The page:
Take out any toys or other objects that were used in the pool. But also remove skimmer baskets, hoses, pumps, ladders, and the like. Wash them down thoroughly and let them dry before storing them in your shed, garage, or wherever you’ve set space aside.
Once everything’s out and it’s the day you’re going to close the pool, skim your pool to make sure you’ve caught any leaves, trash, or anything else that may have fallen into or worked loose in the water.
Now it’s time to do a thorough cleaning with your pool brush and vacuum. Brush the bottom and sides so that they are as clean as possible before moving on.
Lower The Water Level
At this point, it’s time to drain the pool. You don’t want to drain it completely; however, you do want it below the level of any drain or filter lines. The primary reason to lower the water level is so that it has room to expand when it freezes.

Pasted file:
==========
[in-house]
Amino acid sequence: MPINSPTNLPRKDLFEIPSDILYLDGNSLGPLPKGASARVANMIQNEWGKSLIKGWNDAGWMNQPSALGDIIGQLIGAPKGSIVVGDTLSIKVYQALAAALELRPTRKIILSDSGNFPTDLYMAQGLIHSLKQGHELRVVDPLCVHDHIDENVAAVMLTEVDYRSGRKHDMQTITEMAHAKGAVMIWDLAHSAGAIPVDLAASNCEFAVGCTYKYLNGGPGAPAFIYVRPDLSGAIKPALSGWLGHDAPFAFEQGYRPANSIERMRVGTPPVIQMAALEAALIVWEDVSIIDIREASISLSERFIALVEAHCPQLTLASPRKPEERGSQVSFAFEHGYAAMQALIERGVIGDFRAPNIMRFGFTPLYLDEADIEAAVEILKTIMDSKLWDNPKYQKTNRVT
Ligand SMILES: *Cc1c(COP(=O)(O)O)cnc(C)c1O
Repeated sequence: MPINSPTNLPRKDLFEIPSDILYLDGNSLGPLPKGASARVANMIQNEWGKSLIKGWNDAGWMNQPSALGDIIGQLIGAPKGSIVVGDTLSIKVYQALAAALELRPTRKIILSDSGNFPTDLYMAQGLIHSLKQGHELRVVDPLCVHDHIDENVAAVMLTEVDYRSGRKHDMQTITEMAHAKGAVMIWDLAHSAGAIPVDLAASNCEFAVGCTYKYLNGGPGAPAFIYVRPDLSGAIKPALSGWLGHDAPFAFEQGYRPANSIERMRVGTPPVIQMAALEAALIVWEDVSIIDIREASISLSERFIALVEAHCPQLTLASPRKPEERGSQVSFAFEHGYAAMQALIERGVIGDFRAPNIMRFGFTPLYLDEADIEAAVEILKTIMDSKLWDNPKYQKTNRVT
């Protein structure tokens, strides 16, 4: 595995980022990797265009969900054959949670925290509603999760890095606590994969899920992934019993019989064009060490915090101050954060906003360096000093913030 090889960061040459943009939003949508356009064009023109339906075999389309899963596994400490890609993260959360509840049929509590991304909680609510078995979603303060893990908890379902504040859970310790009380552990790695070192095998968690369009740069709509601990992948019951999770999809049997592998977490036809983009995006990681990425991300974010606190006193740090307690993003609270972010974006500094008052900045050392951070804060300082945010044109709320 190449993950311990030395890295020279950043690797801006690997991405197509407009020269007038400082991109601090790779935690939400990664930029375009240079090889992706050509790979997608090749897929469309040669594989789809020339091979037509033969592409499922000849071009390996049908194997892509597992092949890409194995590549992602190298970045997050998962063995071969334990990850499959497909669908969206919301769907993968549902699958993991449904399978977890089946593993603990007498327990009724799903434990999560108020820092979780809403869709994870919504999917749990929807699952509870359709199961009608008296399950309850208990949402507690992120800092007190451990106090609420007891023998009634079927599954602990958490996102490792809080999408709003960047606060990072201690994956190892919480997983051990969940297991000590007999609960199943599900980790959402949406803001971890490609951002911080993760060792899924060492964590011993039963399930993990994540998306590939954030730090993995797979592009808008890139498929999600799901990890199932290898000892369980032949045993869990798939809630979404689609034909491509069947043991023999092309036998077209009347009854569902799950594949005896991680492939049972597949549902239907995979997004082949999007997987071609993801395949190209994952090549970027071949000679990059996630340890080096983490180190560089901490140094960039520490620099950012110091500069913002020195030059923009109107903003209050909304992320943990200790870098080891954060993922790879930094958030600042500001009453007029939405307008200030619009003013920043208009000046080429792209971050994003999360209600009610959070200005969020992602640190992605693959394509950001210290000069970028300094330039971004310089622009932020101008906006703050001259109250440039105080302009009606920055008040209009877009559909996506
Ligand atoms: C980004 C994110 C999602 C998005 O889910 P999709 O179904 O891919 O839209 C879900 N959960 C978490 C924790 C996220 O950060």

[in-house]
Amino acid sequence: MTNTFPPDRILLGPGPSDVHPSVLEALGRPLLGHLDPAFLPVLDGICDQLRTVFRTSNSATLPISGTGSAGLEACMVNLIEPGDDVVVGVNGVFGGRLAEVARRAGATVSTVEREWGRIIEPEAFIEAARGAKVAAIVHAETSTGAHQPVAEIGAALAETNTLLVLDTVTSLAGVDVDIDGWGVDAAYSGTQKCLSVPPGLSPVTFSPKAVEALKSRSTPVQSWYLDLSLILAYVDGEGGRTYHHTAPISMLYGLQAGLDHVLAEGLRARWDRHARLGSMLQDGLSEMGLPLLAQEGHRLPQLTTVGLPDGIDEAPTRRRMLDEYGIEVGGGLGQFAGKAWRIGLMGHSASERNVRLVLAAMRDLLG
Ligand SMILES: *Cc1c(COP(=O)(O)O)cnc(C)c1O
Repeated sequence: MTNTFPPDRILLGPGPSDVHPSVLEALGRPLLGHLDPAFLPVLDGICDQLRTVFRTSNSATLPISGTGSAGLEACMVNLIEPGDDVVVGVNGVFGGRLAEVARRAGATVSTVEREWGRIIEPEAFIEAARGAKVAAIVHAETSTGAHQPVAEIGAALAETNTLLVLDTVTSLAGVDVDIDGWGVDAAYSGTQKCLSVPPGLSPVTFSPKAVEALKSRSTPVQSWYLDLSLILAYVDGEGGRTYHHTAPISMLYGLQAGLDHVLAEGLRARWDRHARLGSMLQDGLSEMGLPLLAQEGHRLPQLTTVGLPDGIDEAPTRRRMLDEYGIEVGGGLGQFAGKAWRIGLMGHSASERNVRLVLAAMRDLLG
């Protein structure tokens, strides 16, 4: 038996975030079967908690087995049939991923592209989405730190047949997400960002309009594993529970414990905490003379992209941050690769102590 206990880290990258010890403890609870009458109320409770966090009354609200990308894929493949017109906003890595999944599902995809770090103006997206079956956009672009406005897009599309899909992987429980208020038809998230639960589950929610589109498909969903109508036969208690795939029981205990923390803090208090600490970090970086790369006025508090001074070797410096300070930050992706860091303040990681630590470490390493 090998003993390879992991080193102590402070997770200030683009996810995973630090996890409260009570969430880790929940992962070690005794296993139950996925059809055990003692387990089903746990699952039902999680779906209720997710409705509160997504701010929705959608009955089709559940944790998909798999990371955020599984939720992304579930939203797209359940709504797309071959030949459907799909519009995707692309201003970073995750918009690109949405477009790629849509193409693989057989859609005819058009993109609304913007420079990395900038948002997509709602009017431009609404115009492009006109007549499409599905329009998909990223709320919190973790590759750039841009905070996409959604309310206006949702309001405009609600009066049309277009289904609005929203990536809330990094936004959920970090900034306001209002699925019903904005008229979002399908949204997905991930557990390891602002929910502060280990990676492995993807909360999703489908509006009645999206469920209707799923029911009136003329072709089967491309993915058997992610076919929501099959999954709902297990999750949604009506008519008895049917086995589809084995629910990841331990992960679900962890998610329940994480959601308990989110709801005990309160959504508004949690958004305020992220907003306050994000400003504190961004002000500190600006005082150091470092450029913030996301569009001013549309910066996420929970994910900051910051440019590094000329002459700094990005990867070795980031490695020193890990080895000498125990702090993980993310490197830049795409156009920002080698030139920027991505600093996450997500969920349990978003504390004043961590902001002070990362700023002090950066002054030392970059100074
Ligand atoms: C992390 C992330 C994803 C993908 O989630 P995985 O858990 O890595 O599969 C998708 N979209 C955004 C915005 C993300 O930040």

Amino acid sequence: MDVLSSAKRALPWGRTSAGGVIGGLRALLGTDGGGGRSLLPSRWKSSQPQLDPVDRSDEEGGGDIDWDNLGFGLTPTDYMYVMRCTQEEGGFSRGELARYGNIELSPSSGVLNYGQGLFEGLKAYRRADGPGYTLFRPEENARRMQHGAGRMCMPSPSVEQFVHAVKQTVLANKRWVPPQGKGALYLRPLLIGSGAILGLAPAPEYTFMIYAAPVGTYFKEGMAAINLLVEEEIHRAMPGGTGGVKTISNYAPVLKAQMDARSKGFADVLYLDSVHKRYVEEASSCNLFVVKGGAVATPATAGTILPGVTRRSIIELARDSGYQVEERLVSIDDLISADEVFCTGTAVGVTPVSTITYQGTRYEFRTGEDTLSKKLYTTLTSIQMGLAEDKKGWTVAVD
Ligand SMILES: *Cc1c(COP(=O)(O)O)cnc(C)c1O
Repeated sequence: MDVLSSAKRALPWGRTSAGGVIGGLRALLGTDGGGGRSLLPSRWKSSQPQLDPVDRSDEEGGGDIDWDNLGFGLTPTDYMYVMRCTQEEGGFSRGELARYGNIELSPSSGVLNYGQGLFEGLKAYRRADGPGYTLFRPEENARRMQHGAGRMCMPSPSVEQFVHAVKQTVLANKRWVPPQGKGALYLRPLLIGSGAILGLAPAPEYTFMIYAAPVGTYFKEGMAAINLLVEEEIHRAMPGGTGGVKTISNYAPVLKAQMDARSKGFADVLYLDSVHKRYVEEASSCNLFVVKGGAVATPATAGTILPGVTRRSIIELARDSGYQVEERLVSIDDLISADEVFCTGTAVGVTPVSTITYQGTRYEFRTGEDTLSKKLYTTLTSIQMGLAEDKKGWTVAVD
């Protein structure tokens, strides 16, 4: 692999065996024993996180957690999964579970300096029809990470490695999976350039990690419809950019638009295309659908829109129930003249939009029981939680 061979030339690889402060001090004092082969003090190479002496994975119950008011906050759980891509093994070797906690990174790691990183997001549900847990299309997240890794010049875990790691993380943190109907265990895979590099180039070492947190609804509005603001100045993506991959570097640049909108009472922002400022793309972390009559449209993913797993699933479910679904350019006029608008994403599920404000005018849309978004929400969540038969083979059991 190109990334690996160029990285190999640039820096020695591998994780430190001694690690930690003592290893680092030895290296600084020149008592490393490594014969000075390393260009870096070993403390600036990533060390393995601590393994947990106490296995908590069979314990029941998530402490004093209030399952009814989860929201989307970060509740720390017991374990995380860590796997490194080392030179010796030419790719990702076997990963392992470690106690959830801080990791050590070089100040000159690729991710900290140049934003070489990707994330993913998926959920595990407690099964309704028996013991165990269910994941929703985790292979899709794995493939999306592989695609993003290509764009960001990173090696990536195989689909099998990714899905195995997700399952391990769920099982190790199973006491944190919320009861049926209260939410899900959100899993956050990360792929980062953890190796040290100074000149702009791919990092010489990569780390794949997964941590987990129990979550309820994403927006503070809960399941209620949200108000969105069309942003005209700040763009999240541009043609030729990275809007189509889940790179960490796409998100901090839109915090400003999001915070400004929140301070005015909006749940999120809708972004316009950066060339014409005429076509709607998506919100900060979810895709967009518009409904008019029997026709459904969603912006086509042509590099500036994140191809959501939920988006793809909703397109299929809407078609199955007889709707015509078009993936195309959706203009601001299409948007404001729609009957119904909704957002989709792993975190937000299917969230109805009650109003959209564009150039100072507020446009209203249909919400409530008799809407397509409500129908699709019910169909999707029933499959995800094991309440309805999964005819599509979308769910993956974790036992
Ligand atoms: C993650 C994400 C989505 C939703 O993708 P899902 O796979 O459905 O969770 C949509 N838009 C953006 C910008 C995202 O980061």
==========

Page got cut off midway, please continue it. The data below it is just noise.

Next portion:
How far below the lines? That depends on the type of cover you’re using. With a vinyl cover, it’s enough to be an inch below the line. However, you’ll need to drain much more if you use a mesh cover. A foot and a half or two foot is best.
Your pool filter system likely has a “Waste” outlet. You’ll just need to attach a hose to direct the water away from the pool if it’s not already tied into a drain. Be sure to find out what the laws in your area are about how you can drain the water.
You could also use a vacuum hose below the level of the skimmer to suck water out.
Clean Out The Inside Of The Filter
We’re getting close to the end, but there are still a couple of important steps. The next one will be to clean your filters.
If you have a cartridge filter, remove the cartridge and clean it thoroughly with pool filter cleaner. Make sure it dries completely before replacing it because you don’t want any water inside your equipment.
If you have a sand filter or diatomaceous earth, backwashing is the appropriate method for cleaning them.
Once the filter is clean, remove the plug and allow the water to drain. Store the plug where you won’t lose it – filter baskets are a great place!